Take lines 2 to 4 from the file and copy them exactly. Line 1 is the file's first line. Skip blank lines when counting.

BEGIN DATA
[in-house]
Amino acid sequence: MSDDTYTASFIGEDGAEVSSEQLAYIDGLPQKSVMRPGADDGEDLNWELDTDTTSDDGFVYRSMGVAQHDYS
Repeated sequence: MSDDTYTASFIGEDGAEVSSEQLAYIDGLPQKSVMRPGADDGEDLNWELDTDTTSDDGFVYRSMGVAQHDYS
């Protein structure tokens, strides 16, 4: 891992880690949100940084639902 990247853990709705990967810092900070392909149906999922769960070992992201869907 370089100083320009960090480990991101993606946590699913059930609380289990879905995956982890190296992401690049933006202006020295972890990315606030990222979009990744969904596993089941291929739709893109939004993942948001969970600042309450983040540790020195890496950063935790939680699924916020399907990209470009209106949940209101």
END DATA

Amino acid sequence: MSDDTYTASFIGEDGAEVSSEQLAYIDGLPQKSVMRPGADDGEDLNWELDTDTTSDDGFVYRSMGVAQHDYS
Repeated sequence: MSDDTYTASFIGEDGAEVSSEQLAYIDGLPQKSVMRPGADDGEDLNWELDTDTTSDDGFVYRSMGVAQHDYS
């Protein structure tokens, strides 16, 4: 891992880690949100940084639902 990247853990709705990967810092900070392909149906999922769960070992992201869907 370089100083320009960090480990991101993606946590699913059930609380289990879905995956982890190296992401690049933006202006020295972890990315606030990222979009990744969904596993089941291929739709893109939004993942948001969970600042309450983040540790020195890496950063935790939680699924916020399907990209470009209106949940209101």